You can use a credit card to pay for emergencies so long as you can pay off the entire amount before interest applies. That means paying it down before the next billing cycle starts.
Yes, I know that many bankers will tell you if you have assets like a home, you can use a secured line of credit or HELOC as an emergency fund. I still think it’s a bad idea. An emergency savings fund is for when you’ve lost your income. That makes keeping up with mortgage payments hard enough. Now you are going to be using debt to pay for all your other living costs. Once you return to work, you are facing much more debt.
Relying on credit card debt or a line of credit just means you can continue the model of spending today, rather than saving for a disaster tomorrow.
As I said, the answer is not as simple as pay off debt or save for an emergency. You need a balance between savings and debt repayment that protects your future finances.
If faced with the dilemma of paying off debt vs an emergency fund, my recommended steps would be to:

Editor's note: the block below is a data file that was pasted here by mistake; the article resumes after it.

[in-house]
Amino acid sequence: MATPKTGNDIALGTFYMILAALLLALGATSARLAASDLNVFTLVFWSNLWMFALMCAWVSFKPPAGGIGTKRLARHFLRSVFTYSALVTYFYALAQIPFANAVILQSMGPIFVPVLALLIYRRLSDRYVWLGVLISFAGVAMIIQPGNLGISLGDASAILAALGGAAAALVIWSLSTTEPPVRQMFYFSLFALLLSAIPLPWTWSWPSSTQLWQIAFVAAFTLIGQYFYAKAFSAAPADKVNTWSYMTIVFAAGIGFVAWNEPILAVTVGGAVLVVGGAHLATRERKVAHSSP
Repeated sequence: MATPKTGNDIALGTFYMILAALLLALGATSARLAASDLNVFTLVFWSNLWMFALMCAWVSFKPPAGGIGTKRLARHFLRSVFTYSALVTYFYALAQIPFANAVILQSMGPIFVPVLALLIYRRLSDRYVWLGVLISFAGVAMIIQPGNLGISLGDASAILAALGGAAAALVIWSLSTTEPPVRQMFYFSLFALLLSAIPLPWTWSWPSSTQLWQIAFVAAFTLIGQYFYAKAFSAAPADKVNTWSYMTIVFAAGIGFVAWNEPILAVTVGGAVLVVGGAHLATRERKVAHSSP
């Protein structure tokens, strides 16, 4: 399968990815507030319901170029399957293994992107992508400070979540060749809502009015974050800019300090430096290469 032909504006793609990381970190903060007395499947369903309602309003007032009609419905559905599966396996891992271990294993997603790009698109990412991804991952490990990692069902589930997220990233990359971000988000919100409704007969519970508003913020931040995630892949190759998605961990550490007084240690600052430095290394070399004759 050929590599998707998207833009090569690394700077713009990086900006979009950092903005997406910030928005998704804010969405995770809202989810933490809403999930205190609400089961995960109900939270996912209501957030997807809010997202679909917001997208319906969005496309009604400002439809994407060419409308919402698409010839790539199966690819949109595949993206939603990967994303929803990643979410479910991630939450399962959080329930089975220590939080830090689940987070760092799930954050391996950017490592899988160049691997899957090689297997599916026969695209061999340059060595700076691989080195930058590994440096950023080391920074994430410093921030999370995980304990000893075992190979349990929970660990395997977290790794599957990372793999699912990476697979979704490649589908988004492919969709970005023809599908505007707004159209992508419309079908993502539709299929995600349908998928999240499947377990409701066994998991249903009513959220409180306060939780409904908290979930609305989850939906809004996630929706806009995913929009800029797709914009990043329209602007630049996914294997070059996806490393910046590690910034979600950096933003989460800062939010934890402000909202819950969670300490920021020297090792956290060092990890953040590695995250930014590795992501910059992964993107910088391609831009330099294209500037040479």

- Create a small slush fund for unexpected living expenses, say $500 to $1,500 while paying at least the minimum on all your debts.
- Put all excess cash towards paying down high-interest debt next.
- Once your credit card balances are paid off, start building an emergency fund for catastrophic events that can lead to income loss.
- Once you have 3-6 months in liquid assets (like in a TFSA), pay off other consumer debt like your car loan.
- After that, save more, pay down your mortgage, and invest.
Again, every situation is unique. How long it will take and how much you can save will depend on your personal circumstances. But if you want to avoid the roller-coaster of being thrown deeper into debt, you need a plan that focuses both on debt reduction and disaster recovery.